They in a sentence 🔊

Definition of They

(now Southern England dialectal or nonstandard) The, those. [from 14th c.] | (US dialectal, including African American Vernacular) Their. [from 19th c.] | (US dialectal) There (especially as an expletive subject of be). [from 19th c.]

Short Example Sentence for They

  • 1. Can they be our virtue or our vice? 🔊
  • 2. But they do not get rid of difficulties by denying facts. 🔊
  • 3. How, then, do they vindicate their own system? 🔊
  • 4. Are they ours only because they are necessarily caused to exist in our minds? 🔊
  • 5. How do they repel the frightful consequences which infidelity deduces from it? 🔊
  • 6. They strive to reconcile them, and are happy when they succeed. 🔊

How to use They in a Sentence?

  • 1. Is it because his volitions, as they are called, are not necessarily determined by causes? 🔊
  • 2. In truth, the feelings do not act at all, and consequently they cannot act upon the will. 🔊
  • 3. This consists, not in holy feelings, as they are called, but in holy exercises of the will. 🔊
  • 4. From Thee departing, they are lost and rove At random, without honour, hope, or peace. 🔊
  • 5. They would have been more than human if they had not fallen into some such errors as these which we have ascribed to them. 🔊
  • 6. Thus they are at war with themselves, as well as with their great coadjutors in the cause of necessity. 🔊
  • 7. The same is true of all our feelings; they are necessarily determined by the objects in view of the mind. 🔊
  • 8. The means may be impure in themselves considered, but they are rendered pure by the cause in which they are employed. 🔊
  • 9. Having attempted to explain a fact which has no existence, it is no wonder that they should have involved themselves in clouds and darkness. 🔊
  • 10. Yet we are told that we are accountable for all the acts thus produced in us, because they are the acts of our own wills! 🔊
  • 11. It clearly does not; and hence there is a radical defect in the argument of these learned divines and the school to which they belong. 🔊
  • 12. Leibnitz does not mean that evil proceeds from abstract ideas, before they are embodied in the creation of real moral agents. 🔊
  • 13. So far from being able to see how these things can hang together, it seems evident that they are utterly repugnant to each other. 🔊
  • 14. And as according to his postulate, the will or volition is also caused by other things of which it has no disposal, so they are also necessitated. 🔊
  • 15. Certainly they are; this is not denied; and yet we are not allowed to impute the moral quality of the acts to the agent in such cases. 🔊
  • 16. They are innocent; that is, they are neither our virtue nor our vice, but a medium between moral good and evil. 🔊
  • 17. The language he employs often represents the facts of nature, but not facts as they would be, if his system were true. 🔊
  • 18. But if it had any concreated dispositions at all, they must be either right or wrong, either agreeable or disagreeable to the nature of things. 🔊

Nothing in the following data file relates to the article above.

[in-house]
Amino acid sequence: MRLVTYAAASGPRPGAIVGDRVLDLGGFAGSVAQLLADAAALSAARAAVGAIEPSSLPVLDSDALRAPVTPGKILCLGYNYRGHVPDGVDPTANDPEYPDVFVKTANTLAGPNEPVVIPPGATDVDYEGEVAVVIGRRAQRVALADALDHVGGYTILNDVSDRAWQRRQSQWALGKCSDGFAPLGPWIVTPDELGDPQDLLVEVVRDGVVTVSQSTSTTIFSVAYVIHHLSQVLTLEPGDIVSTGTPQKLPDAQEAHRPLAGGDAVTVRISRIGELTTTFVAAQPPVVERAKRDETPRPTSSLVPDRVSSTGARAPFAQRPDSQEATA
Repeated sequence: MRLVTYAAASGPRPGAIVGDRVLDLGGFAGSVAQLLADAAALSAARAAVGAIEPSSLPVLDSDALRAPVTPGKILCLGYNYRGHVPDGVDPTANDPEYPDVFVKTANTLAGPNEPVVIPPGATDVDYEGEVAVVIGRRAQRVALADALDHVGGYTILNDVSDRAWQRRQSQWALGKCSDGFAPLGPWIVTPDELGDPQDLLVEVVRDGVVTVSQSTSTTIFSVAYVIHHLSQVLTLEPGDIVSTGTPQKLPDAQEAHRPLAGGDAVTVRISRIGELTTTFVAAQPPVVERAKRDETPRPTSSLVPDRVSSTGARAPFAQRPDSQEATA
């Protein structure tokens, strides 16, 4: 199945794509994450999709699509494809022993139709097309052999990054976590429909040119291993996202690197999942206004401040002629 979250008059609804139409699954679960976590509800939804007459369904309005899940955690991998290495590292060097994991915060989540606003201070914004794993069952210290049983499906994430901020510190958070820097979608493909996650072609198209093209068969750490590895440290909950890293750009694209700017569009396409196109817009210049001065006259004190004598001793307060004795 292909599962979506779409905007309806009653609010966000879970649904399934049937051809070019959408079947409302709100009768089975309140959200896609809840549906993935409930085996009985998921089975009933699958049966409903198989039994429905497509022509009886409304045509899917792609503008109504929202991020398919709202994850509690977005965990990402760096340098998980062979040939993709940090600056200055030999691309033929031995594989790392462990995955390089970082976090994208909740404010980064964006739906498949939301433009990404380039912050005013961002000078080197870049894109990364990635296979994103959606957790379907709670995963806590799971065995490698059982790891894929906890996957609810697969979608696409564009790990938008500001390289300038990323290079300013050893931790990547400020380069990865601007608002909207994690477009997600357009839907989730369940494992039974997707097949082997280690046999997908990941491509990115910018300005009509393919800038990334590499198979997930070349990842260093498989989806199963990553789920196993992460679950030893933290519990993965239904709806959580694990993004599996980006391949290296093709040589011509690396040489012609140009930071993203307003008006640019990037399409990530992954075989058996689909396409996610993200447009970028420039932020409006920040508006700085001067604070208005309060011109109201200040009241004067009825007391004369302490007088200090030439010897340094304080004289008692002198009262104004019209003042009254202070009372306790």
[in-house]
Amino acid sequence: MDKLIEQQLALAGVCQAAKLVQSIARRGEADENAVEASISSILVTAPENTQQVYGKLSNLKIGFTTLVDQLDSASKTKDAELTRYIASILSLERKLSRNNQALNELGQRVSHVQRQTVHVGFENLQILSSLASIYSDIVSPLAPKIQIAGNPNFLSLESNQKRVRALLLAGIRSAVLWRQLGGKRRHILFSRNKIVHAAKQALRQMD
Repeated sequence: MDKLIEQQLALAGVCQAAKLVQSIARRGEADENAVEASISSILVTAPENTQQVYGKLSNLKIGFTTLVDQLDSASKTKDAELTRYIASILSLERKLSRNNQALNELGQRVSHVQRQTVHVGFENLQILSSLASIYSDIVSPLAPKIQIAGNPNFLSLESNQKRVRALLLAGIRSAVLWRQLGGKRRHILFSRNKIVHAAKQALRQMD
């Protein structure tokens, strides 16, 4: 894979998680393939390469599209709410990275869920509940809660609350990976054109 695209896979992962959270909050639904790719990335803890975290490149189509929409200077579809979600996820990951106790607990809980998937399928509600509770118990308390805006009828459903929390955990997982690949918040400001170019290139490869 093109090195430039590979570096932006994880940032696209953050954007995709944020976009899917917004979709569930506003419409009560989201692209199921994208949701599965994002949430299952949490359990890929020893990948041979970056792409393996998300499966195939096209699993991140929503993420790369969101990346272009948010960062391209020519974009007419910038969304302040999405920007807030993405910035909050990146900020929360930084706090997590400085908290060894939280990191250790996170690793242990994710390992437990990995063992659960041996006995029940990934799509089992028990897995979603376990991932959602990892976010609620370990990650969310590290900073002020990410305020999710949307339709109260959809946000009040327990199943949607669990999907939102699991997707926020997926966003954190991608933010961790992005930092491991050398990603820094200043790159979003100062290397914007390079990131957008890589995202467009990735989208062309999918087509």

• 19. The only freedom which they allow to man, pertains, as we have shown, not to the will at all, but only to the external sphere of the body. 🔊
  • 20. The decisions of the intelligence, then, are not free acts; indeed, they are not acts at all, in the proper sense of the word. 🔊
  • 21. He answers these questions precisely as they were answered by Luther and Calvin more than a hundred years before his time. 🔊
  • 22. We ask, How a man can be accountable for his acts, for his volitions, if they are caused in him by an infinite power? 🔊
  • 23. In relation to the holy actions of men, all the praise is due to God, say they, because they were produced by his power. 🔊
  • 24. However, if they will call this a contradiction of wills, we know that there is such a thing; so that it is the greatest absurdity to dispute about it. 🔊
  • 25. And to enforce this lesson, he assured them that it was displeasing to the gods for men to attempt to pry into the wonderful art wherewith they had constructed the universe. 🔊
  • 26. They might have witnessed his love to sinless beings; but they could never have seen that love in its omnipotent yearnings over the ruined and the lost. 🔊
  • 27. But the advocates of necessity cannot be understood in this sense; for they deny that the mind is the cause of volition, and insist that it is caused by motive. 🔊
  • 28. But, surely, we need have no weak fears on this ground; for although it may be too high for us, they do not pretend that it is too high for God. 🔊
  • 29. The reason why the views of most persons concerning this relation are so vague and indistinct is, that they do not possess a sufficiently clear and perfect analysis of the human mind. 🔊
  • 30. And how many of the followers of the great reformer adopt his doctrine, and wield his thunderbolts, without perceiving how destructively they recoil on themselves! 🔊
  • 31. But they are of one particular sort, and hence there must be some antecedent to account for this uniformity in their nature, and they could not have been brought forth by nonentity! 🔊
  • 32. Though we have taken great pains to obviate objections by the manner in which we have unfolded and presented our views, yet we cannot but foresee that they will have to run the gauntlet of adverse criticism. 🔊
  • 33. And if there were no certain or fixed connexion between his external actions and their consequences, either as they affected himself or others, he certainly would not be responsible for those consequences. 🔊
  • 34. We may say that they are also free, because the opposite motions imply no contradiction; and we only have to vary the force in order to vary the motion. 🔊